All train tracks and stations in the new city are in covered trenches and crossings. All the trenches are built over with four stories of dwellings. There are high-rise flats in the outer CBD and above stations. Sale of the housing funds all the railway and tramway tracks plus the inner-city squares and podiums.
The inner CBD is provided with five separate levels of public transport access for ease of pedestrian movement: below ground for trains and close connection of HSR, Metro and traditional rail (if any); ground level streets for trams; first story podium streets for road vehicles; second story above podiums for moving pedestrian walkways; and flat rooves for air vehicles. The city’s public transport system is planned, designed, reserved and provided for from the beginning ahead of the rapidly growing city. It is not ad hoc, sub-optimum transport construction that attempts to follows population increase later, or not at all. The transport system gives access to CBD jobs and circles around the city for others. The Metro connects the city and airport from the start. The transport system is designed and built for 3m innovative people from the start. It is expensive, but self-financed and a good investment in innovation. The transport system cannot be expanded easily. More than 3m may congest it and slow innovation.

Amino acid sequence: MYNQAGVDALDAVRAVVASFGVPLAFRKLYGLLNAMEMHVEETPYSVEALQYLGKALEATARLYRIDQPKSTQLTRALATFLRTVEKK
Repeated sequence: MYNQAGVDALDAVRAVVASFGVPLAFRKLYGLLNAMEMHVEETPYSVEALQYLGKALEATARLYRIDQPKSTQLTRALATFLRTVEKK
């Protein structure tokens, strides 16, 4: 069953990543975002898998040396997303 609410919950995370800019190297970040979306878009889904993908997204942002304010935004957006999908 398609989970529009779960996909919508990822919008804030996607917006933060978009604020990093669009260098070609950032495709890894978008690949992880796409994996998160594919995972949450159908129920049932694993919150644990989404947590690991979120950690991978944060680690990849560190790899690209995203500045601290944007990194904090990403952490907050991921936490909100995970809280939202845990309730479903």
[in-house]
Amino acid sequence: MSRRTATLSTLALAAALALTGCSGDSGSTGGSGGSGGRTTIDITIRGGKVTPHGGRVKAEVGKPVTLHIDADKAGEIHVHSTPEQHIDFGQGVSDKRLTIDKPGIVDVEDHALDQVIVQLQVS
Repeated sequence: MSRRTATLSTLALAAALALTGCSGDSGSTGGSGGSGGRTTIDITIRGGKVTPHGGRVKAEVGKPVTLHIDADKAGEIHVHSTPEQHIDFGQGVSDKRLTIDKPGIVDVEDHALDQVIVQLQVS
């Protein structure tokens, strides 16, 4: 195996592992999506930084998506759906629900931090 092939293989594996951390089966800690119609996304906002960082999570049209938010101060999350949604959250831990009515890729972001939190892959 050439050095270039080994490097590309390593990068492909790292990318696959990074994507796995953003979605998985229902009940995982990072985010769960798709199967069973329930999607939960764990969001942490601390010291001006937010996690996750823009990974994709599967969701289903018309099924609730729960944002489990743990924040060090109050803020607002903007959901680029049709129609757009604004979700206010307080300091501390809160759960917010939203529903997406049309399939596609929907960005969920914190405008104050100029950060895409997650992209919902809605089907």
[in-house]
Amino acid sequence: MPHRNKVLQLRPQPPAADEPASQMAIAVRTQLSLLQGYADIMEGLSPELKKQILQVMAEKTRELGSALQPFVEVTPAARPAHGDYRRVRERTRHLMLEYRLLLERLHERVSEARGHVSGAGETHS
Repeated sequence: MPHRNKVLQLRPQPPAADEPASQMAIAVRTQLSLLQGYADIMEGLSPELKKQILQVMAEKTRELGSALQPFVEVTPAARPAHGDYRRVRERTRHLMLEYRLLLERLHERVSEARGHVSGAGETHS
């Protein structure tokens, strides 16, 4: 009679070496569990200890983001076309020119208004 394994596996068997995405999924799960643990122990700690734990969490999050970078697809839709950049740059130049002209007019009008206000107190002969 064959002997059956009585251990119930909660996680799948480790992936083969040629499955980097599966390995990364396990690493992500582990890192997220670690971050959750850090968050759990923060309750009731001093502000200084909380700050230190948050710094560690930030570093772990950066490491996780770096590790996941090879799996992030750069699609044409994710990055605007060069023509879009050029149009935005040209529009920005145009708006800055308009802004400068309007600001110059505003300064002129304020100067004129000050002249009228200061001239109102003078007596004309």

Social infrastructure is established from the beginning around and under the squares to attract young settlers to the city for a vibrant social life. The entertainment and sports facilities also attract. Dwellings are built above rail tracks providing early, cheap housing, another attraction for first settlers. Sale of cheap housing above tracks pays for infrastructure and results in much lower fares on public transport.
Peoples’ attraction is enhanced by “happy city” design considerations: open spaces, nature, natural light, maximum six story buildings, laneways, and low density.
Excellent education attracts settlers with families. There is enormous every-day job creation to build and administer the rapidly growing city of 3m over a few decades. The city is a magnet for everyday-job workers, high-tech personnel seeking jobs and for entrepreneurs in the rural region.